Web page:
Review: Holman’s Table

Holman's Table at the St. Paul Airport, with the skyline of downtown St. Paul in the background // Photo by Tj Turner

Holman’s Table at the St. Paul Airport, with the skyline of downtown St. Paul in the background // Photo by Tj Turner

There’s a lot to be said for liminal spaces. When you’re transitioning from one place to another, you’re in both spots at once—and you’re nowhere, too. In that regard, Holman’s Table—the restaurant housed within the St. Paul Downtown Airport’s adorable moderne-style administration building—is a real doozy.

You’re at an airport, yes—halfway between Minnesota and nearly anywhere in the world, given enough effort. And if you’re most people, you’re also somewhere between a middle-class existence and the world of the ultra-wealthy—much of the airport’s traffic is corporate and private jets, which exist to speed the one percent between places they have to be and places they’d like to be, with the greatest amount of comfort and convenience allowable by money.

The dining room is something of a trip—elegantly appointed, staffed by earnest, friendly, well-briefed professionals, and stuffed to the gills with people who would fit right in in Wayzata, or Chanhassen, or Lake Elmo… or, well, just about any of the wagyu-and-rose suburbs that ring the metro. Out the windows, private jets and the occasional helicopter arrive and depart, which certainly scores some unique atmosphere points. (And if aviation is really your thing, you can sit right on the patio for runway-side dining.)

The bar at Holman's Table // Photo by Tj Turner

The bar at Holman’s Table // Photo by Tj Turner

Our optimistic hope was that by dining at Holman’s Table, we might uncover another top-flight St. Paul dining experience that would otherwise be overlooked—a secret Meritage, a hidden Saint Dinette, a clandestine Octo Fishbar. We got closer than we expected.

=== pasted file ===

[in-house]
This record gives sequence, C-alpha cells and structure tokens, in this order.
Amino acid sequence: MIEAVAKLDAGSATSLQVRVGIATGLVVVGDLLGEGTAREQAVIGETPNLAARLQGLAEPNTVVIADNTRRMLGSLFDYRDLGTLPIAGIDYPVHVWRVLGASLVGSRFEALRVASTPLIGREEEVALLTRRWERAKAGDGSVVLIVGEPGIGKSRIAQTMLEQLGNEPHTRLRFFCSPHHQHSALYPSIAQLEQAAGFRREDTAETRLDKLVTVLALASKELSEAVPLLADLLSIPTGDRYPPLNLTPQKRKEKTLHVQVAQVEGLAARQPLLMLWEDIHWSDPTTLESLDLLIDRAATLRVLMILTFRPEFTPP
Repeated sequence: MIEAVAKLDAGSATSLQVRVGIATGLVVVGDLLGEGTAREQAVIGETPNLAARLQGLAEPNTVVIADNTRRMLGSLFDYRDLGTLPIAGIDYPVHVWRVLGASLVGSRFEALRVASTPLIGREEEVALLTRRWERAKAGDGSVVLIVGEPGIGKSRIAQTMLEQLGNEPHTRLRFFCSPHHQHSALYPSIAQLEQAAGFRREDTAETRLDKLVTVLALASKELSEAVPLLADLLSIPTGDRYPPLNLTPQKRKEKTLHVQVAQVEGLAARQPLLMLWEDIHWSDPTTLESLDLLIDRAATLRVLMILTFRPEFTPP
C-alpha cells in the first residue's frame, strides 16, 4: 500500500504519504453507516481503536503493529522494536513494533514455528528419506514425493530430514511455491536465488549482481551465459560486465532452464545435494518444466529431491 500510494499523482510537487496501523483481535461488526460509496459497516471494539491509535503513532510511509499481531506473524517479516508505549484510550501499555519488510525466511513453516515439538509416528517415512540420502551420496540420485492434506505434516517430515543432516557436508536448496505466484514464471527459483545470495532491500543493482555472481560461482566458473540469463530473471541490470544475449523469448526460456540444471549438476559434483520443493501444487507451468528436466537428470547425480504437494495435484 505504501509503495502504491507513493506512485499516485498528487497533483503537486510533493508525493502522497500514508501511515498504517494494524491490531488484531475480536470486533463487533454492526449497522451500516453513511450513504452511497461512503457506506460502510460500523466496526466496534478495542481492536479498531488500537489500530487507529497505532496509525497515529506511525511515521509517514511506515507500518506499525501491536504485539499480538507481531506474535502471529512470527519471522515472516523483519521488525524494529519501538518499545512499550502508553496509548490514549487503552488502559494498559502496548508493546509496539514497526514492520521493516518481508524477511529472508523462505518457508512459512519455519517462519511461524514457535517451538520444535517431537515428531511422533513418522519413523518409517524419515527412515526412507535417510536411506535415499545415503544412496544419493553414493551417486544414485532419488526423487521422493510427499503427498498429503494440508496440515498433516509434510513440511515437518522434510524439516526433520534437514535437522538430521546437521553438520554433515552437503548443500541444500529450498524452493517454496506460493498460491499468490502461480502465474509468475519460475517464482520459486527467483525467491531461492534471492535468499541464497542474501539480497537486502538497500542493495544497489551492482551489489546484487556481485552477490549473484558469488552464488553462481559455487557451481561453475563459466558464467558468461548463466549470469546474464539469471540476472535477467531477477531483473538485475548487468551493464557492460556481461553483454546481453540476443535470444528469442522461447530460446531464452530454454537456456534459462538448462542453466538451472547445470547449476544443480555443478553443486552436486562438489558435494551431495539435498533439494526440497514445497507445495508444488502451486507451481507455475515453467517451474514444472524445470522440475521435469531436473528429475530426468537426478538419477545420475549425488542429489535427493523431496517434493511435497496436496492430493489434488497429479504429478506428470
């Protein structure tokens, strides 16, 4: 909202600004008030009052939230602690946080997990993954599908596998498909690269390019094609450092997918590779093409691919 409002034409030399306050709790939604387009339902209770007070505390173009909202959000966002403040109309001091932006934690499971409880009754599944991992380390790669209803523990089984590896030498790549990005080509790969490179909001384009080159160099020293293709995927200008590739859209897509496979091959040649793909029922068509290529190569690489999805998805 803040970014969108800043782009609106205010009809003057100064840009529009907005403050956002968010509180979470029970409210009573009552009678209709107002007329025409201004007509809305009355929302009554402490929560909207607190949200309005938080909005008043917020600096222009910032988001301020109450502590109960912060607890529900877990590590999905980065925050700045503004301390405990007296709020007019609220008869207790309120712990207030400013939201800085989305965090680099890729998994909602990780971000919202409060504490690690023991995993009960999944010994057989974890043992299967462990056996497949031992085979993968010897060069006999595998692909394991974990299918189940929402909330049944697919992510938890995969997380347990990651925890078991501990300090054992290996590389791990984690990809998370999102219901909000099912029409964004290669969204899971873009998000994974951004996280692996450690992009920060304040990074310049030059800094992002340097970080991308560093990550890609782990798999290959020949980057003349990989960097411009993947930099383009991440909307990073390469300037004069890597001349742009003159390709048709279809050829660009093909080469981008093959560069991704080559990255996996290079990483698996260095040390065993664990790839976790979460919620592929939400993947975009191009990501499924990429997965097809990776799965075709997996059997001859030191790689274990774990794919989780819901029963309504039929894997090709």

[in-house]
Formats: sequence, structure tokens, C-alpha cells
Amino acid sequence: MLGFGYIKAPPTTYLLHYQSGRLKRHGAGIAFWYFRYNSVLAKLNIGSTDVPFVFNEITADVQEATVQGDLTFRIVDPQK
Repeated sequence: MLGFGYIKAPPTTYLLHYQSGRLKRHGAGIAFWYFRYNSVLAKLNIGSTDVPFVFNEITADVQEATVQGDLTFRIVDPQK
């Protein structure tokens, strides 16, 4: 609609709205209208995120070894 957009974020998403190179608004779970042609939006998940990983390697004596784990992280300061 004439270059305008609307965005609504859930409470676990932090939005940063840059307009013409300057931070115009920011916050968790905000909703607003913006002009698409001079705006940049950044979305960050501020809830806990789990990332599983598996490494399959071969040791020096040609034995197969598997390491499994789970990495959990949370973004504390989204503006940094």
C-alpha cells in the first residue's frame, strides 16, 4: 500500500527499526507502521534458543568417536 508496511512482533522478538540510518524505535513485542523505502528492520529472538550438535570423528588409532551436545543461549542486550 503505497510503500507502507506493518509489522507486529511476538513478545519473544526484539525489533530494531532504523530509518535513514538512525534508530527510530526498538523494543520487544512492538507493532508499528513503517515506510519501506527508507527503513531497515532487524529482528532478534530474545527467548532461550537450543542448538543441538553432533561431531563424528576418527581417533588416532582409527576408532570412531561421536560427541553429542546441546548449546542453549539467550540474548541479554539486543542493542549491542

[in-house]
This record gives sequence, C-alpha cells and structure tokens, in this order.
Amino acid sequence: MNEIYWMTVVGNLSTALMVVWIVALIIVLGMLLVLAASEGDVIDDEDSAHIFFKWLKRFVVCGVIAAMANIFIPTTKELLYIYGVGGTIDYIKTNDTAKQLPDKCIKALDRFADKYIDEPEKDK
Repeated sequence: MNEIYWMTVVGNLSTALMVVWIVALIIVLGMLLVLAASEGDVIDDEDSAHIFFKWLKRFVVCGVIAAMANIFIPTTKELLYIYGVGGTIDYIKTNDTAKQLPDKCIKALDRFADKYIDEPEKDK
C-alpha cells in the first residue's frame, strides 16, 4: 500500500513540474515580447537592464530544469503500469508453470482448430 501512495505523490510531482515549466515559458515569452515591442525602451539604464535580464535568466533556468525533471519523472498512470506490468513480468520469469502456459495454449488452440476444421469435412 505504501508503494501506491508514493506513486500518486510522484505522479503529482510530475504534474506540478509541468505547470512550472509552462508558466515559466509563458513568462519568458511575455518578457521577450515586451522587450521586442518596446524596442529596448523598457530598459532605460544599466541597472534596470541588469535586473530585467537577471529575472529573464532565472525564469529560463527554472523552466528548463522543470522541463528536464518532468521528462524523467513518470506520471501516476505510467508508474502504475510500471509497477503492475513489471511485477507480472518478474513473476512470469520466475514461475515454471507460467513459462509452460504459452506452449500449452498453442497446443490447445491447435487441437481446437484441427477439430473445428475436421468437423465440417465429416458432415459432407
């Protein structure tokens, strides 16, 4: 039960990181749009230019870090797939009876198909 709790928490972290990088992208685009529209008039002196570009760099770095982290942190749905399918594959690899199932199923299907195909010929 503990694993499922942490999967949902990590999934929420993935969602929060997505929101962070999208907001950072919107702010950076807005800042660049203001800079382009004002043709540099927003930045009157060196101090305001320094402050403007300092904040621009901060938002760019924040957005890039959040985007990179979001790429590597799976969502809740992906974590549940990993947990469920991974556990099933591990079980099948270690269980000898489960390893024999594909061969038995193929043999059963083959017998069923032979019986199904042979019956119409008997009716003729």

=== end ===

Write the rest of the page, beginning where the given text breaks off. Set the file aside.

Pesto pasta ($16) tends to be a snooze of dish—watery, gritty, one-note. The Holman’s Table version was surprisingly bright, luscious, and engaging, with perfectly al dente noodles and a rich, bold sauce that clung to the pasta, coating each strand completely. We added a piece of medium rare sushi-grade salmon for $8 and it was a clutch move. The salmon was surprisingly large, with some lovely exterior browning and a tender interior. It added a ton of interest (and some protein) to an already interesting meal. The dish tasted under-salted, but between the herbs and salmon, it didn’t matter—there was plenty going on and we were utterly content.

The Rock Elm Burger at Holman's Table // Photo by Tj Turner

Holman’s Table Rock Elm Burger // Photo by Tj Turner

I raise salt here because it became a theme of our meals at Holman’s Table. The Rock Elm Burger ($16) included MontAmore cheese, a silken pile of roasted mushrooms, a crunchy candied walnut aioli, and a bit of arugula for show. On paper, a salt bomb; on the plate, we missed salt almost entirely amid the storm of earthy umami. A few sprinkles of salt later, we had a great burger—fully flavored, tender, substantial, and certainly big enough (and structurally sound enough) to split.